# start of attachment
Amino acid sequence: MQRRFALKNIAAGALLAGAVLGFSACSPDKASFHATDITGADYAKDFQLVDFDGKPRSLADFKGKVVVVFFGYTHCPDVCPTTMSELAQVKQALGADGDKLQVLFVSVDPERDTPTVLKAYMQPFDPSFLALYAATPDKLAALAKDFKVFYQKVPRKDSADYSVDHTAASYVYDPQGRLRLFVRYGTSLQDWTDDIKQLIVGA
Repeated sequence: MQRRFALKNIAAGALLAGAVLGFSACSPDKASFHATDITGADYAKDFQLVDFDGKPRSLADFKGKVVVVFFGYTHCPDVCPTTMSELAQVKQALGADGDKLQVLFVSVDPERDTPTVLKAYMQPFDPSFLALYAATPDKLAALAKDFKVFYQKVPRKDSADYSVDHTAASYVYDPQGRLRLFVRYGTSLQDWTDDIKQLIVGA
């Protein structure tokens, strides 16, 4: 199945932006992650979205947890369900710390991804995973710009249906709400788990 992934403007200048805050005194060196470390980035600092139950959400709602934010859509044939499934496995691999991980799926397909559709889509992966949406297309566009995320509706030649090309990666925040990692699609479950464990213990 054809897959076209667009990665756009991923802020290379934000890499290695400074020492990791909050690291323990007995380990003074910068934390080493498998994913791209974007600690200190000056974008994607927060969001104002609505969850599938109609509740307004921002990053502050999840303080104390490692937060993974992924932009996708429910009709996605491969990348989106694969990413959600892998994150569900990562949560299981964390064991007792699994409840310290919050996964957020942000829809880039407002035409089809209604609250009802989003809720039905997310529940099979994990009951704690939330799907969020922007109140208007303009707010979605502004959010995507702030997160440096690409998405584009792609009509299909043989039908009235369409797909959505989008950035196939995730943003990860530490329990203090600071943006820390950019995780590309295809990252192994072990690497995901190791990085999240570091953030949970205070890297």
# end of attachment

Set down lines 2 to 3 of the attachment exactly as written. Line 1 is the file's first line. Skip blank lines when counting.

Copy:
Repeated sequence: MQRRFALKNIAAGALLAGAVLGFSACSPDKASFHATDITGADYAKDFQLVDFDGKPRSLADFKGKVVVVFFGYTHCPDVCPTTMSELAQVKQALGADGDKLQVLFVSVDPERDTPTVLKAYMQPFDPSFLALYAATPDKLAALAKDFKVFYQKVPRKDSADYSVDHTAASYVYDPQGRLRLFVRYGTSLQDWTDDIKQLIVGA
């Protein structure tokens, strides 16, 4: 199945932006992650979205947890369900710390991804995973710009249906709400788990 992934403007200048805050005194060196470390980035600092139950959400709602934010859509044939499934496995691999991980799926397909559709889509992966949406297309566009995320509706030649090309990666925040990692699609479950464990213990 054809897959076209667009990665756009991923802020290379934000890499290695400074020492990791909050690291323990007995380990003074910068934390080493498998994913791209974007600690200190000056974008994607927060969001104002609505969850599938109609509740307004921002990053502050999840303080104390490692937060993974992924932009996708429910009709996605491969990348989106694969990413959600892998994150569900990562949560299981964390064991007792699994409840310290919050996964957020942000829809880039407002035409089809209604609250009802989003809720039905997310529940099979994990009951704690939330799907969020922007109140208007303009707010979605502004959010995507702030997160440096690409998405584009792609009509299909043989039908009235369409797909959505989008950035196939995730943003990860530490329990203090600071943006820390950019995780590309295809990252192994072990690497995901190791990085999240570091953030949970205070890297």